Koreatown Storytelling Program

Cooking to recover communal history

Invite a partner from a different generation, select a meaningful dish, and then collect ingredients, cook, and converse. This timeless practice is being used in a special project of the Koreatown Youth and Community Center in Los Angeles that knows that meaningful cogenerational knowledge sharing can take place simply through making food together. And they have been using it in their community to record and document conversations between youth and elders as they exchange not only recipes, cooking methods, and cultural foodways, but also communal history, life experience and personal memories.

Koreatown Storytelling Program

Created by Koreatown Storytelling Program via Katherine Yungmee Kim


How-to Guide

Browse this how-to guide to better understand how you can partner with someone in your community, and download the PDF here.

Reflect and Practice

This project re-introduces and brings fresh intention to a communal technology that has been widely practiced across time by cultures all over the world. Making food together can support knowledge sharing as well as understanding and respect across differences, not only of age but also language and ethnicity. It can also support wholeness as participants experience how their lives are of interest to one another and as the stories of their lives lead to learning about wider culture, history, and social issues.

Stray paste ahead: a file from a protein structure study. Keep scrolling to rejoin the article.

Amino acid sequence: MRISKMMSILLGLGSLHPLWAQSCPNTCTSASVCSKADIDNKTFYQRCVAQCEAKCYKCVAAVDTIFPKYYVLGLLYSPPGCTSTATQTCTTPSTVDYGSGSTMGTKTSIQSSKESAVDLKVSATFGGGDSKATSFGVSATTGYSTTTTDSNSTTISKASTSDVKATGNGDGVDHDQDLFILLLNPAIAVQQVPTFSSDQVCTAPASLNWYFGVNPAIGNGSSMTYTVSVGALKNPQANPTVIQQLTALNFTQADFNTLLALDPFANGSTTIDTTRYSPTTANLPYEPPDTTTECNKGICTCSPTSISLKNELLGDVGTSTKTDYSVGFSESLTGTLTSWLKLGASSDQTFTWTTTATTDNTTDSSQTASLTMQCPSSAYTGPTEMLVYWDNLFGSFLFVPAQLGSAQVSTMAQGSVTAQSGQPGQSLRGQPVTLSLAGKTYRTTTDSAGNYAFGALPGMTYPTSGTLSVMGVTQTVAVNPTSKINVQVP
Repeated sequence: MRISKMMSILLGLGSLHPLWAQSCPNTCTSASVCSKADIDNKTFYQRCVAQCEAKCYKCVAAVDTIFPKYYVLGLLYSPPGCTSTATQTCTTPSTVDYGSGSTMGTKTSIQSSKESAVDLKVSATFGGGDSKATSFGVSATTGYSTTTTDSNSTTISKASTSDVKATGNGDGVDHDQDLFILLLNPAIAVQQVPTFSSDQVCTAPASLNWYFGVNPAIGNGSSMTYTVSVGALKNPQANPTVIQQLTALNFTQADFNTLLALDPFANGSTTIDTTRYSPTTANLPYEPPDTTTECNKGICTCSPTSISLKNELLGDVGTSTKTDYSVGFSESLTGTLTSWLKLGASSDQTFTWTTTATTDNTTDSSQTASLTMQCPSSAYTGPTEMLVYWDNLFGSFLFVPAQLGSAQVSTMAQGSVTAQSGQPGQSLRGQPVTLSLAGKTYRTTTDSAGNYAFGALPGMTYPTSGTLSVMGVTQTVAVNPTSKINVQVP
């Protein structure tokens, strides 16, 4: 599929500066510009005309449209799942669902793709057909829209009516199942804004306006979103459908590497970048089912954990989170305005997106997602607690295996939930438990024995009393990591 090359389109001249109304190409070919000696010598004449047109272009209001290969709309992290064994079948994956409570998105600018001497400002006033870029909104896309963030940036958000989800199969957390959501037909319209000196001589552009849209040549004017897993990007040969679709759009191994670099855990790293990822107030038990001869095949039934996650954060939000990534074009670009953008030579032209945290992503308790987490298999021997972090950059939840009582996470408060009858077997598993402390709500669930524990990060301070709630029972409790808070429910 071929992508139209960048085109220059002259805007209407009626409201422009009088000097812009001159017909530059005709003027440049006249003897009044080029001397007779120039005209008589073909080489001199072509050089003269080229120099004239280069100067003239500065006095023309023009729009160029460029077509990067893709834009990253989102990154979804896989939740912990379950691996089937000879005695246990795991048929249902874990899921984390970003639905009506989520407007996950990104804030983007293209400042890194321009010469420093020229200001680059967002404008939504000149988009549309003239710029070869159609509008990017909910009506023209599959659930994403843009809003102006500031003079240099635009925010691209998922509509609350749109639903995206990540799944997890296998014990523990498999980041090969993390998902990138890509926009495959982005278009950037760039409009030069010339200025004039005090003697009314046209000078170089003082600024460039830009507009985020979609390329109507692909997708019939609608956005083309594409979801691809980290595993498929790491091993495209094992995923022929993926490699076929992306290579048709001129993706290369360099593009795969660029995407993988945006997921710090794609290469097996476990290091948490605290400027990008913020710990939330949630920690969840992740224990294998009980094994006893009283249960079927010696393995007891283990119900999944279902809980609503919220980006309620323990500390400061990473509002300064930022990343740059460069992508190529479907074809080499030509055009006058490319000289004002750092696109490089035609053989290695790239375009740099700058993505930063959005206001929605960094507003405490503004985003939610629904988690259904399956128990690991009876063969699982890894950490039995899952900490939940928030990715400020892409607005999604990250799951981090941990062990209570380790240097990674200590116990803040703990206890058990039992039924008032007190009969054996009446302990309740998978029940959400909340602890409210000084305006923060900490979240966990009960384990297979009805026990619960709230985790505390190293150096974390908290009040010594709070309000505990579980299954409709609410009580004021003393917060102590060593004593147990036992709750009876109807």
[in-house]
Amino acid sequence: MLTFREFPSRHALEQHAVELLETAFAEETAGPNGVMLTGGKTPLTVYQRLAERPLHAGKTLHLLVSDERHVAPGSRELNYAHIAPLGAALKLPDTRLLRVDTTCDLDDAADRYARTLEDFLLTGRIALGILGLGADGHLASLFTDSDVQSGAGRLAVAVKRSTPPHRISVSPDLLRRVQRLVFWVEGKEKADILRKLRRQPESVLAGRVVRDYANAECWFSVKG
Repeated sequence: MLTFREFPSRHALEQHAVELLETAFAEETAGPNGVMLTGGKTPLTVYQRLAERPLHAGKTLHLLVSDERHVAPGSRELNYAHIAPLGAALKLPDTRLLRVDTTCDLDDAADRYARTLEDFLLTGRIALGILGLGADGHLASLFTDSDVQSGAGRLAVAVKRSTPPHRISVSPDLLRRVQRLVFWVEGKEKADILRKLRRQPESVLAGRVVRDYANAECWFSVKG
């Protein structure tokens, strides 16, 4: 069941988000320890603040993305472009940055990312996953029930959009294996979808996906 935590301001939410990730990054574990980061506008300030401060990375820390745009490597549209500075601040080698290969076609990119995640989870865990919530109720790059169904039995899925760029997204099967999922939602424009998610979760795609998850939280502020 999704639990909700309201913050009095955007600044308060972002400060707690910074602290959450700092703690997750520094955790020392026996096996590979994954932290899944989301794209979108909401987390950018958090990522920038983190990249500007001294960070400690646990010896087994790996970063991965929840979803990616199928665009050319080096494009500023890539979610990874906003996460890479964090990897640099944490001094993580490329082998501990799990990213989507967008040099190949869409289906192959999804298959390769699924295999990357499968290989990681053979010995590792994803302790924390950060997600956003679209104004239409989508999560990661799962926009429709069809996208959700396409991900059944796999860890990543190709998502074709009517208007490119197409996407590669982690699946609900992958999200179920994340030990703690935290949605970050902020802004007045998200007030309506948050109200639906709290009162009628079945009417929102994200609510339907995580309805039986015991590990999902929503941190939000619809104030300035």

How might you use a similar model in your own life, with your own family, friend group, or community?

We encourage you to use the booklet to do this on your own. Connect with someone from a different generation and see if they have a favorite meal that reminds them of their heritage that they would be willing to cook with you.

Along the way, ask questions and share from your own experience what this food brings up for you, including any specific memories: Where were they? What time period was it? What sites, smells and emotions does it evoke for them? And then, in turn, you can share a food memory with your cogenerational partner. This way, you can teach some of your own tips and tricks and learn some in return.

We’d love to hear about your experience.

Offer your responses and see those of others’ below:



Return to the main page of the Cogenerational Social Healing Collection, a collaboration between On Being and CoGenerate.

You can also explore crowd-sourced submissions, or share your own, in our Community Garden (best experienced on desktop or in the Miro mobile app).

Illustration by Heejae Kim
Video by Amy Anchi Li Chen and David Lee
Produced by On Being and CoGenerate